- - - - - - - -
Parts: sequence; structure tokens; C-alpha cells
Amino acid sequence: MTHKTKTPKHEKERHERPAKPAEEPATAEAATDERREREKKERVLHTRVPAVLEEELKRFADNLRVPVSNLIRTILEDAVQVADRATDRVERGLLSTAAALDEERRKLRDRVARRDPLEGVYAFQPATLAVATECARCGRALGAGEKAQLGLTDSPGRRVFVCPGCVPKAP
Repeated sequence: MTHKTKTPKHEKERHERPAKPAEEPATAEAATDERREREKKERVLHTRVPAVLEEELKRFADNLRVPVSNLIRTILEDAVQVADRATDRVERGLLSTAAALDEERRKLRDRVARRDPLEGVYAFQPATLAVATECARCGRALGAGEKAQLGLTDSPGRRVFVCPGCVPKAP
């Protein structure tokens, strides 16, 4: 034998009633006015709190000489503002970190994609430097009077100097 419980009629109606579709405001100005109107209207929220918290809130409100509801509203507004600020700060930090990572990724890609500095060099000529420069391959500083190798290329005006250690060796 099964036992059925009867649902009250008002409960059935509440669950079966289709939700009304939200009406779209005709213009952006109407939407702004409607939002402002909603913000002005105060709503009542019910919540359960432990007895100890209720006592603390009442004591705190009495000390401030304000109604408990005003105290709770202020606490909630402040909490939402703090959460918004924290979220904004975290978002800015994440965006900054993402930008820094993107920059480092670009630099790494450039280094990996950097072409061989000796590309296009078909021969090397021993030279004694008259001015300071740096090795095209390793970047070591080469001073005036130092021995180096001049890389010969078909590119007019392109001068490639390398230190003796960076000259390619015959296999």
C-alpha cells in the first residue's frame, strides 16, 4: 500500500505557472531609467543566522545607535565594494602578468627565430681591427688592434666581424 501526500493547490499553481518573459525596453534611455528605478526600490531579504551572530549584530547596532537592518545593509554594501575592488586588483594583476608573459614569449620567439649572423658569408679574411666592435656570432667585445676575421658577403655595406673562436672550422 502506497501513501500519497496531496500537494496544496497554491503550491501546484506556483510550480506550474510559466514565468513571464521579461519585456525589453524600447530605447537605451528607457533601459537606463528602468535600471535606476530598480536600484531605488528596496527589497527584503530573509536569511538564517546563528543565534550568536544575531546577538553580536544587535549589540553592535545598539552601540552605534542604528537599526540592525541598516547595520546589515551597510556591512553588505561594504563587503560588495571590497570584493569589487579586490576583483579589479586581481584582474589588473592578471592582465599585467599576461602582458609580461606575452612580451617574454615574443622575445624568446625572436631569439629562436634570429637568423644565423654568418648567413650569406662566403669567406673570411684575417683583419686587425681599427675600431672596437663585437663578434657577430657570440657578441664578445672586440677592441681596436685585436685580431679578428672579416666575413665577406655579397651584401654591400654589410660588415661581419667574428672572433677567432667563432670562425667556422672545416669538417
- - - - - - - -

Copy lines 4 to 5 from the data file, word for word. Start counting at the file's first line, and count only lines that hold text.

């Protein structure tokens, strides 16, 4: 034998009633006015709190000489503002970190994609430097009077100097 419980009629109606579709405001100005109107209207929220918290809130409100509801509203507004600020700060930090990572990724890609500095060099000529420069391959500083190798290329005006250690060796 099964036992059925009867649902009250008002409960059935509440669950079966289709939700009304939200009406779209005709213009952006109407939407702004409607939002402002909603913000002005105060709503009542019910919540359960432990007895100890209720006592603390009442004591705190009495000390401030304000109604408990005003105290709770202020606490909630402040909490939402703090959460918004924290979220904004975290978002800015994440965006900054993402930008820094993107920059480092670009630099790494450039280094990996950097072409061989000796590309296009078909021969090397021993030279004694008259001015300071740096090795095209390793970047070591080469001073005036130092021995180096001049890389010969078909590119007019392109001068490639390398230190003796960076000259390619015959296999």
C-alpha cells in the first residue's frame, strides 16, 4: 500500500505557472531609467543566522545607535565594494602578468627565430681591427688592434666581424 501526500493547490499553481518573459525596453534611455528605478526600490531579504551572530549584530547596532537592518545593509554594501575592488586588483594583476608573459614569449620567439649572423658569408679574411666592435656570432667585445676575421658577403655595406673562436672550422 502506497501513501500519497496531496500537494496544496497554491503550491501546484506556483510550480506550474510559466514565468513571464521579461519585456525589453524600447530605447537605451528607457533601459537606463528602468535600471535606476530598480536600484531605488528596496527589497527584503530573509536569511538564517546563528543565534550568536544575531546577538553580536544587535549589540553592535545598539552601540552605534542604528537599526540592525541598516547595520546589515551597510556591512553588505561594504563587503560588495571590497570584493569589487579586490576583483579589479586581481584582474589588473592578471592582465599585467599576461602582458609580461606575452612580451617574454615574443622575445624568446625572436631569439629562436634570429637568423644565423654568418648567413650569406662566403669567406673570411684575417683583419686587425681599427675600431672596437663585437663578434657577430657570440657578441664578445672586440677592441681596436685585436685580431679578428672579416666575413665577406655579397651584401654591400654589410660588415661581419667574428672572433677567432667563432670562425667556422672545416669538417